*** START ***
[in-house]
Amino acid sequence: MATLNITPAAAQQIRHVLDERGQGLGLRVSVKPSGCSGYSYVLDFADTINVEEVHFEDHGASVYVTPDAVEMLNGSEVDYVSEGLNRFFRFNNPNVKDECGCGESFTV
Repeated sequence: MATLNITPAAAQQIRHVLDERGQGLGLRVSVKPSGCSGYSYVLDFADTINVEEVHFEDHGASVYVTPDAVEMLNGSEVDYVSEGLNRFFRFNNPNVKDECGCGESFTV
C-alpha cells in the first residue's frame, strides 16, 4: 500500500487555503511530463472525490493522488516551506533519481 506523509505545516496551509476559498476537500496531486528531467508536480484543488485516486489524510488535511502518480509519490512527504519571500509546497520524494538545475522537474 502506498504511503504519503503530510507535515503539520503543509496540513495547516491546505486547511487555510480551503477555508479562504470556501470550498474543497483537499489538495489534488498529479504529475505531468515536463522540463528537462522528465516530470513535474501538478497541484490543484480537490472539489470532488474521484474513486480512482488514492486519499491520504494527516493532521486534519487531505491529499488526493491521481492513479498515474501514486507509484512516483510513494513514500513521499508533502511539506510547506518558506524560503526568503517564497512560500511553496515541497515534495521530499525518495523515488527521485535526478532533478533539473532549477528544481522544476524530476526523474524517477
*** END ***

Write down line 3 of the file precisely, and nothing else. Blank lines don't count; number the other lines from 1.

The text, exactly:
Repeated sequence: MATLNITPAAAQQIRHVLDERGQGLGLRVSVKPSGCSGYSYVLDFADTINVEEVHFEDHGASVYVTPDAVEMLNGSEVDYVSEGLNRFFRFNNPNVKDECGCGESFTV